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Posted: Jun 02, 2014
The fuel cell for home
(Nanowerk News) "One always speaks of a fuel cell system,“ says Dr. Matthias Jahn from the Fraunhofer Institute for Ceramic Technologies and Systems IKTS in Dresden. A single cell doesn’t produce enough voltage to obtain a sufficient electrical power. In a fuel cell stack, several cells are connected one to the other. Each of them is about the size of a CD. We call the groups ‚stacks‘,“ says Jahn. Fuel cells convert natural gas directly into electrical energy. They are many times more efficient than are combustion engines, such as the car engine. These require an intermediate step. First, they convert chemical energy into thermal energy (heat) and mechanical energy (force). With this force, they drive a generator, which only then generates the electric power. In the process, a large portion of the originally available energy is lost.
Production of the cell stacks at the Fraunhofer IKTS. (Image: Fraunhofer IKTS)
Real-life test in private households
Together with the heater manufacturer Vaillant, the IKTS has developed a compact, safe and sturdy fuel cell system that generates electricity and heat in private households from natural gas. The researchers were particularly responsible for the construction of the prototype, the design of the overall system, the design of the ceramic components and the development of the reformer and the afterburner. The devices are currently being tested in private households in the Callux practice test (www.callux.net).
They are as compact as classical gas heaters that only produce heat. Moreover, they can comfortably be mounted on the wall and easily be maintained. With an output of one kilowatt, they cover the average current consumption for a four-person household. The Federal Ministry of Transport and digital infrastructure BMVI is promoting Callux. Currently, in the European demonstration project ene.field (www.enefield.eu), about 150 further units are being installed in several European countries. In addition, Vaillant started the production of a small-scale series in early 2014. Parallel to the practical test, the two partners are already working on new models. "Now, it’s all about decreasing production costs and increasing the lifetime of the equipment,“ says Jahn.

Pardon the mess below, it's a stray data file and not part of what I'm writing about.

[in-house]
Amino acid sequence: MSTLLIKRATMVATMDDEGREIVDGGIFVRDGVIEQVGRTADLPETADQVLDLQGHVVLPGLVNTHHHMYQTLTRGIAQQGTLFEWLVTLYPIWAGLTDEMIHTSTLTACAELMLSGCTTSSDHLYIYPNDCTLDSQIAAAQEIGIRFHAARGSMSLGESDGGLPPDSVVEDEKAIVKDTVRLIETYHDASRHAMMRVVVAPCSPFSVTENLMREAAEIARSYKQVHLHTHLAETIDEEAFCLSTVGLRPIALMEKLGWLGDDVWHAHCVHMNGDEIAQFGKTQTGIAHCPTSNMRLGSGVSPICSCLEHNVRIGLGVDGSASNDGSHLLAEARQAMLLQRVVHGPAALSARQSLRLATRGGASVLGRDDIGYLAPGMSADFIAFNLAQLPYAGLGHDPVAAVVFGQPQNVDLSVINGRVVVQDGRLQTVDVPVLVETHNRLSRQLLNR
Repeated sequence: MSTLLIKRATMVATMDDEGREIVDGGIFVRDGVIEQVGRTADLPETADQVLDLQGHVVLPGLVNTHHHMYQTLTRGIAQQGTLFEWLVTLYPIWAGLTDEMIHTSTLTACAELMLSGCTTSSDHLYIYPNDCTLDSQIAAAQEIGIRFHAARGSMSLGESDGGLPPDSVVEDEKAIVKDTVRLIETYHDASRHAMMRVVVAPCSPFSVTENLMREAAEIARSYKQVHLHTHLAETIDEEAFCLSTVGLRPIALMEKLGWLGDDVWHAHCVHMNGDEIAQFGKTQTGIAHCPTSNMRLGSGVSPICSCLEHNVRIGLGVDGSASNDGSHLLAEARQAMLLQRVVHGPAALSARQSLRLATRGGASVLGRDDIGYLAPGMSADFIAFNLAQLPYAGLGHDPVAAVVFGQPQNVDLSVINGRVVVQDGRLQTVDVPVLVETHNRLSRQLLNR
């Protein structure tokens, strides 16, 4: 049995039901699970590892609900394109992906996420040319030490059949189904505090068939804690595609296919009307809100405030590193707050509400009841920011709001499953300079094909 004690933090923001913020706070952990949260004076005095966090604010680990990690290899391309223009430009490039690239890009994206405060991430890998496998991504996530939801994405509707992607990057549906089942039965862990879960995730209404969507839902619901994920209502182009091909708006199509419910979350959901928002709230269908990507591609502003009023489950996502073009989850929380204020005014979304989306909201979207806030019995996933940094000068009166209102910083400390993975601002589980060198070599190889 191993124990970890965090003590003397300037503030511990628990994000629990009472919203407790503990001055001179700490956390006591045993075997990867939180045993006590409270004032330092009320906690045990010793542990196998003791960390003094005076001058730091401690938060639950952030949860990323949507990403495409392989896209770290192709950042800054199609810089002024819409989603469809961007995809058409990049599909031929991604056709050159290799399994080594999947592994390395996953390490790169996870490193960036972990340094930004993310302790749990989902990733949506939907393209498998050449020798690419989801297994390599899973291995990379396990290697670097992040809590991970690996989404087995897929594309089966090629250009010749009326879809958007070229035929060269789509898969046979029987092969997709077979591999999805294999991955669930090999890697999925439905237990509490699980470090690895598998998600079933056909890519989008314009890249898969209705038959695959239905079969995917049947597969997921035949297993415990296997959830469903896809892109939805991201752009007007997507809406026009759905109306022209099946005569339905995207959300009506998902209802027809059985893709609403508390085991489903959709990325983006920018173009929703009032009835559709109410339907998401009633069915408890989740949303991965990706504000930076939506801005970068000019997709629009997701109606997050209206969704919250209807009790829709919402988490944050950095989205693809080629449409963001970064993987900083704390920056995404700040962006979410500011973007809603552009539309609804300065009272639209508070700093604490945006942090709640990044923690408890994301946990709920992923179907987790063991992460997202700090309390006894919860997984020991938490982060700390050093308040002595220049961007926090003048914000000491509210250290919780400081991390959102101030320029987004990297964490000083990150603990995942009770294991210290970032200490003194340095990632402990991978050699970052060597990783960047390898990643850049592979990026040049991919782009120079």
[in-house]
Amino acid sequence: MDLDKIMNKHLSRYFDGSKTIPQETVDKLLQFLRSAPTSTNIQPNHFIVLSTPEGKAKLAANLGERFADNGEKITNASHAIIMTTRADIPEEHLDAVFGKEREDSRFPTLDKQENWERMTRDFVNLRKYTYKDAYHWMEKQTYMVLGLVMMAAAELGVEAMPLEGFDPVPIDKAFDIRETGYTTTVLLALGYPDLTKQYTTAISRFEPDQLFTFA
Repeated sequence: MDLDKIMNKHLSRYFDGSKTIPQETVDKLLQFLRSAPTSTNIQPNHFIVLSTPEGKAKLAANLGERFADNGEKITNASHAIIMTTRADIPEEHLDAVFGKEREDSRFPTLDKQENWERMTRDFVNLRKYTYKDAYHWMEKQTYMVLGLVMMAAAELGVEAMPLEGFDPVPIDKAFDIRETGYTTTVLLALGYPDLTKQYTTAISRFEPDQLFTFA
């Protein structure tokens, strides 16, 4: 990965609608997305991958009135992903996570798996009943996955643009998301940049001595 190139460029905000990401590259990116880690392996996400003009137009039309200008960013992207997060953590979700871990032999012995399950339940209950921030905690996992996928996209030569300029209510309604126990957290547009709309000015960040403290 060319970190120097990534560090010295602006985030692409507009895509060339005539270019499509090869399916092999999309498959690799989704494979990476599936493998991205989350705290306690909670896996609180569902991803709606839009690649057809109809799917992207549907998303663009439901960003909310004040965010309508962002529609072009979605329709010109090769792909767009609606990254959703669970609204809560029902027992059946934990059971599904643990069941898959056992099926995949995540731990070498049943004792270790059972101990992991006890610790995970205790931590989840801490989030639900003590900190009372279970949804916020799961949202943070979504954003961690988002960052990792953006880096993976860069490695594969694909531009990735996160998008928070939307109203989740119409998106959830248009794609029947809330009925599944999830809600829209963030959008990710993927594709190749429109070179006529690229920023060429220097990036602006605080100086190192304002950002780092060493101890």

The principle of the fuel cell has been known for over 175 years. So far, however, there has not been a market breakthrough. The main reason was the invention of the electric generator. It knocked the more complex fuel cell out of the running. Only in the 1960s was the technology put into practice by NASA in some Apollo moon missions. In the late 1990s, there were other projects in the automotive industry, which have so far not been able to prevail. The reasons are that the fuel cell is too complex, too expensive, and too unreliable. "In our project with Vaillant, we have made great strides to bring the technology close to the market. Vaillant is already producing a small-scale series, which is sold in funded projects to customers,“ says Jahn. "For the market breakthrough, the costs still have to be decreased significantly.“
The miniature power station for home use is based on a solid fuel cell (SOFC). SOFCs operate at a much higher temperature in comparison to competing approaches, such as the proton exchange membrane fuel cell (PEMFC), which is used in cars, for example. While PEMFCs only reach 80 degrees, SOFCs can reach up to 850 degrees. "This allows the SOFCs to be built much more simply and cheaply,“ says Jahn.
The electrolyte of an SOFC only transfers oxygen ions, not electrons. Otherwise, there would be a short circuit. "Ceramic is particularly well suited as a material for the electrolyte. It has the desired conductivity and can also endure high temperatures,“ says Jahn. As a result, even without the use of precious metals, all reactions proceed smoothly, which is necessary for the direct conversion of chemical energy into electrical energy: If the fuel cell heater is connected to the gas network, a reformer initially converts the natural gas into a hydrogen-rich gas. This then reacts in the stack with the oxygen of the air in a noiseless "cold combustion“, producing power and heat.
Source: Fraunhofer Society
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